How a TIF works
Tax Increment Financing began in 1952 in California and is now used throughout the United States, with the exception of Arizona. The power to designate a TIF resides with local government, though the criteria for designation vary from state to state. In general the picture is that a TIF will be declared in a rundown neighbourhood or for “conservation”.
Different administrations vary the rules and regulations about what money can be spent on within a TIF and how long the TIF designation will last. However the common and fundamental point is that property tax monies raised within the boundaries of the TIF district are divided between the municipality’s general funds and a TIF fund for that area, known as the increment.
Over the duration of the TIF, the amount of money directed into the municipality’s general funds stays the same. Increases in property tax revenues accumulate in the increment over the duration of the TIF while the amount of money being directed into the municipality’s general funds remains unchanged. In other words the TIF steers some of the taxes, and especially income that rises as property values grow, directly into the neighbourhood. This enables borrowing to fund investment in infrastructure against this future income, hence the notion that “TIF is economic development on a credit card”.
Chicago has been prominent in use of TIFs since 1977. A TIF designation in the city has a 23-year duration and around 160 are now in operation. This proliferation partly reflects the city’s politics where ward Aldermen expect that in return for their votes, their ward will get a share of whatever spending or initiatives the city has to offer. In our book we focused in particular on the TIF in a Mexican-American neighbourhood called Pilsen. The TIF covering just over 900 acres was designated in 1998. This TIF was proposed to stimulate the economic redevelopment of an old industrial area and redevelop the location “as a planned and cohesive industrial and employment district providing sites for a wide range of land uses, including manufacturing, distribution, assembly, warehousing and research and development uses”. There was a strong emphasis on the retention of industrial jobs.
However, in 2005, despite substantial community opposition, a group of 19th Century warehouses and residences on one of Pilsen’s major streets, were demolished to make way for Centro18, a mixed-use 400 unit housing and retail development. Due to the recession, the project had not been constructed. The housing construction company went bankrupt and Pilsen was left with two blocks of vacant land from which, just a few years previously, fruit wholesalers had distributed watermelons. Not surprisingly, property-led regeneration on marginal sites has proved difficult in the present economic climate.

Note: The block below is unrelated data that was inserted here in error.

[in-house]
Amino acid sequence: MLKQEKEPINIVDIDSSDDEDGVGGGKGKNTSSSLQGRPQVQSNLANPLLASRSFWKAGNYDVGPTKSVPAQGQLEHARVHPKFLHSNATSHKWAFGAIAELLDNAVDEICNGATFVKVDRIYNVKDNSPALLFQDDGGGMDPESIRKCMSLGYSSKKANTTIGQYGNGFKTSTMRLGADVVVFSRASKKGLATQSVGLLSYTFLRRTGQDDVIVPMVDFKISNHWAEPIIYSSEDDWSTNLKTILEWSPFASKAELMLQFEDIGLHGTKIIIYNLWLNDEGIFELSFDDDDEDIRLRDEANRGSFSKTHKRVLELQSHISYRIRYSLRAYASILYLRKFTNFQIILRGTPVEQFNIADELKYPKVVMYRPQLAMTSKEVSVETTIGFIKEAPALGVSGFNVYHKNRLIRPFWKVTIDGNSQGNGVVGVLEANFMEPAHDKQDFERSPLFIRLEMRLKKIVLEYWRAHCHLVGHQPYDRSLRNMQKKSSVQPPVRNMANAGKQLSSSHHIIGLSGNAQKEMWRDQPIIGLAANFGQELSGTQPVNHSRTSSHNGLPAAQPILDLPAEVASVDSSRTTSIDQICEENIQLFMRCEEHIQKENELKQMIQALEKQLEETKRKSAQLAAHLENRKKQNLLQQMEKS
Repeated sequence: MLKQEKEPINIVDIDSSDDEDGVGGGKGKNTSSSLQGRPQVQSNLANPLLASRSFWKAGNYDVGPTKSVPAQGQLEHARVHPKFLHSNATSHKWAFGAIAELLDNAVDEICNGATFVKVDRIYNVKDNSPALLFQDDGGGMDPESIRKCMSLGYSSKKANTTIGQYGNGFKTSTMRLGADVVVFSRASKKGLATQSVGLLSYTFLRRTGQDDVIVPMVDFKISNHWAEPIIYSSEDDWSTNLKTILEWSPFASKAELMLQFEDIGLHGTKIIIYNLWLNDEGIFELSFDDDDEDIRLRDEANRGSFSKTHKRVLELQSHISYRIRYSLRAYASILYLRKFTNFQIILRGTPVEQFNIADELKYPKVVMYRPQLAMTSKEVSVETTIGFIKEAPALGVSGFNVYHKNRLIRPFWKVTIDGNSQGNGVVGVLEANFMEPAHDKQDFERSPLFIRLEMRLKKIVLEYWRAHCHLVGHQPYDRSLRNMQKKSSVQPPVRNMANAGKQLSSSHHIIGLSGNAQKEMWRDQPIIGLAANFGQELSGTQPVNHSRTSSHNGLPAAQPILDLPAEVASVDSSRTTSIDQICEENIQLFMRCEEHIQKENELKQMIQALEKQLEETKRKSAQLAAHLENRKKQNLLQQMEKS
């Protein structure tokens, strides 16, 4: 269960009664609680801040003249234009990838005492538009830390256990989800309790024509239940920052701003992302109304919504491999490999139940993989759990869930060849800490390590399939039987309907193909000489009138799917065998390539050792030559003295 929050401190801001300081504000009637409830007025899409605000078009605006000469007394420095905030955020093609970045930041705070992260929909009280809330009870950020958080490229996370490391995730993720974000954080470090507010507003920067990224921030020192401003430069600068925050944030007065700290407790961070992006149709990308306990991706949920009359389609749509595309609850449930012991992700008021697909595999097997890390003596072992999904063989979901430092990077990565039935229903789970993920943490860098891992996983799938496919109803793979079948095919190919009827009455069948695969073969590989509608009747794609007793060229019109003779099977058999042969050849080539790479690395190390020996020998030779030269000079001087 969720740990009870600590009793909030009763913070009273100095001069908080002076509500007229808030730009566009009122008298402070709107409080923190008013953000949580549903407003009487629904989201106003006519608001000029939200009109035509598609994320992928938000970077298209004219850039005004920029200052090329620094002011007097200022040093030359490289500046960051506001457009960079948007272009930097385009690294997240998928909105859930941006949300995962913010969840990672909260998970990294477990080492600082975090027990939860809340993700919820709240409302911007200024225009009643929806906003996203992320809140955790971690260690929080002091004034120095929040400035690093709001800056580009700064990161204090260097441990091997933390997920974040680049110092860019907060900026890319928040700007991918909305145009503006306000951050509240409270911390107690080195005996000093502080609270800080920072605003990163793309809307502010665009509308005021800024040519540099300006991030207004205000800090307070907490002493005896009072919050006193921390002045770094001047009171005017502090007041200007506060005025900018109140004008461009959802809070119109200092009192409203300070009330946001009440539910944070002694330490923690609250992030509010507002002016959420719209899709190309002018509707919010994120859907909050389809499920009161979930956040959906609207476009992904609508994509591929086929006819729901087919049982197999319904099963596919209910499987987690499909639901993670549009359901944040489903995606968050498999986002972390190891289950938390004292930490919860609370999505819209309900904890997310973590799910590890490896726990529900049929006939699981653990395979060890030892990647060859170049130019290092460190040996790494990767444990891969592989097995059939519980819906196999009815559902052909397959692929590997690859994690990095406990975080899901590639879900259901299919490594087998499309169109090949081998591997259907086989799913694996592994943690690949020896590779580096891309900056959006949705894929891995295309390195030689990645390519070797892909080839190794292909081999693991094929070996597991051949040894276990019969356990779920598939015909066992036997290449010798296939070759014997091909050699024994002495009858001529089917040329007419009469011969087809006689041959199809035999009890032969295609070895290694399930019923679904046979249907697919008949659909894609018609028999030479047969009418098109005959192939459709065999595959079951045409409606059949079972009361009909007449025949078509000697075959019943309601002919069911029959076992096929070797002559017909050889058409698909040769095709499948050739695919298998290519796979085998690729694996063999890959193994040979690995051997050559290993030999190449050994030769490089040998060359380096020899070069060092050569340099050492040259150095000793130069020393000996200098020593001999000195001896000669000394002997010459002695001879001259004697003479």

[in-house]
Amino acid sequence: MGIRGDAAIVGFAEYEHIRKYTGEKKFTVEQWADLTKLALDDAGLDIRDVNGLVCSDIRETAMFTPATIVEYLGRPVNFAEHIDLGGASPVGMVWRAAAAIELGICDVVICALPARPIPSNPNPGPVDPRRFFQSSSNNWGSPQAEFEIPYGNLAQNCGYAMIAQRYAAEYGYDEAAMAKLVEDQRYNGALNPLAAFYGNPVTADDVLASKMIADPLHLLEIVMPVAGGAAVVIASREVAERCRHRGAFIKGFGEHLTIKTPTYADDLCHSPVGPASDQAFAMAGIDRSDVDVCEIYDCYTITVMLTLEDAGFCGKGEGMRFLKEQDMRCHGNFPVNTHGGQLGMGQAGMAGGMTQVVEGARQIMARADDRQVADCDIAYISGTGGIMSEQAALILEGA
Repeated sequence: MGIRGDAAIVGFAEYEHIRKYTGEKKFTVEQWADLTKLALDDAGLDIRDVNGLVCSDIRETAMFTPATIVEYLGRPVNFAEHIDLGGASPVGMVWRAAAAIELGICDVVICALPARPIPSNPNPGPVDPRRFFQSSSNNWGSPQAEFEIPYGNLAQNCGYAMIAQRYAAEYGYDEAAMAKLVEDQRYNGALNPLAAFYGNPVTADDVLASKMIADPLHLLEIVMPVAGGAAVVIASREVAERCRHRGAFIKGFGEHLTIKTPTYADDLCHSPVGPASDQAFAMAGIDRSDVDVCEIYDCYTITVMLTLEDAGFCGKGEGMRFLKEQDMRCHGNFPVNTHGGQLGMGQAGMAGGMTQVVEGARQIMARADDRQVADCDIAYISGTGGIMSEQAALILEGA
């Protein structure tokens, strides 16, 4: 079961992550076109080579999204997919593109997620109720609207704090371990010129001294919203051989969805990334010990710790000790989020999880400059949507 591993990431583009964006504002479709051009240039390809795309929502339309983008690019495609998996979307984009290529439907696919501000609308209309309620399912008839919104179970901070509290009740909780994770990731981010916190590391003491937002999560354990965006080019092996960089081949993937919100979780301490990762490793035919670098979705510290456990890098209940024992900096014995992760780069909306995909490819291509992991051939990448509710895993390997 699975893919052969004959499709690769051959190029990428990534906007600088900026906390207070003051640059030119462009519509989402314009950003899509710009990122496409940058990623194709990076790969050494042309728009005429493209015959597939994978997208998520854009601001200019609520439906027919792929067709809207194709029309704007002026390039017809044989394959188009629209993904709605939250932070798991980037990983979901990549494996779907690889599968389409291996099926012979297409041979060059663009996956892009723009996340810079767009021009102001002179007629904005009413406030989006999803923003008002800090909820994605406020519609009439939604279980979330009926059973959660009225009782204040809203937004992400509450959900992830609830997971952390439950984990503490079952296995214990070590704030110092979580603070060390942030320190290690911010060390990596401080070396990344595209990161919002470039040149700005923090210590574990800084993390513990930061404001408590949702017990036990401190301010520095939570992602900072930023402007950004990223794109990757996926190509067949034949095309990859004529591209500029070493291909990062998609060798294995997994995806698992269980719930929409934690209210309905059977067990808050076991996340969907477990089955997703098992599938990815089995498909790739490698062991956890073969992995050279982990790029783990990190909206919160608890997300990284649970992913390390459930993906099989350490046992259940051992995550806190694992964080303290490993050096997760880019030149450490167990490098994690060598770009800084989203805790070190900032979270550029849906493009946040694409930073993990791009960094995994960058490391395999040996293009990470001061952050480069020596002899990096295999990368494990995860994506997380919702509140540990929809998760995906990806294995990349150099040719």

The “But for…” case
The conflicts in the Pilsen TIF are not untypical, especially of neighbourhoods where TIF has been used as a means to gentrification. Similarly, an article in the journal of the highly respected Lincoln Institute has argued that TIF districts supporting commercial development actually reduce the growth in commercial property values in non-TIF parts of the same municipality. Now, in a presentation to the World Planning Schools Congress, Bill Lester from the University of North Carolina has cast further light on the overall success of TIFs in Chicago.
Lester’s work has focused on the “But for…” argument. One of the tests in declaring a TIF is the need to show that redevelopment will not occur in the designated area “but for” a TIF. Lester is analysing data for Chicago city blocks from 1990 to 2008 using GIS. He asks whether TIFs can be shown to have increased employment and private sector real estate development more than would have been the case without them? He finds that the TIFs have had no impact on total employment across the city as a whole, and nor do they seem to have had any statistically significant effect on overall property investment. In respect of retailing, the analysis shows that there is even a slight negative relationship, though for manufacturing and services there is a slight positive effect.
Lester’s conclusion is that in Chicago TIF designation by itself has not created jobs, nor has it been a catalyst to spur private development of land and property. As indicated in the previous paragraph, the evidence is somewhat mixed but the overall impact appears to have been weak. However, the plethora of TIFs has disaggregated debate about the need for city-wide economic development goals. Lester’s work supports the view expressed in the Lincoln Institute article: policy makers should be cautious in using TIFs: a TIF does not change the opportunities for development or the skills of those doing the planning.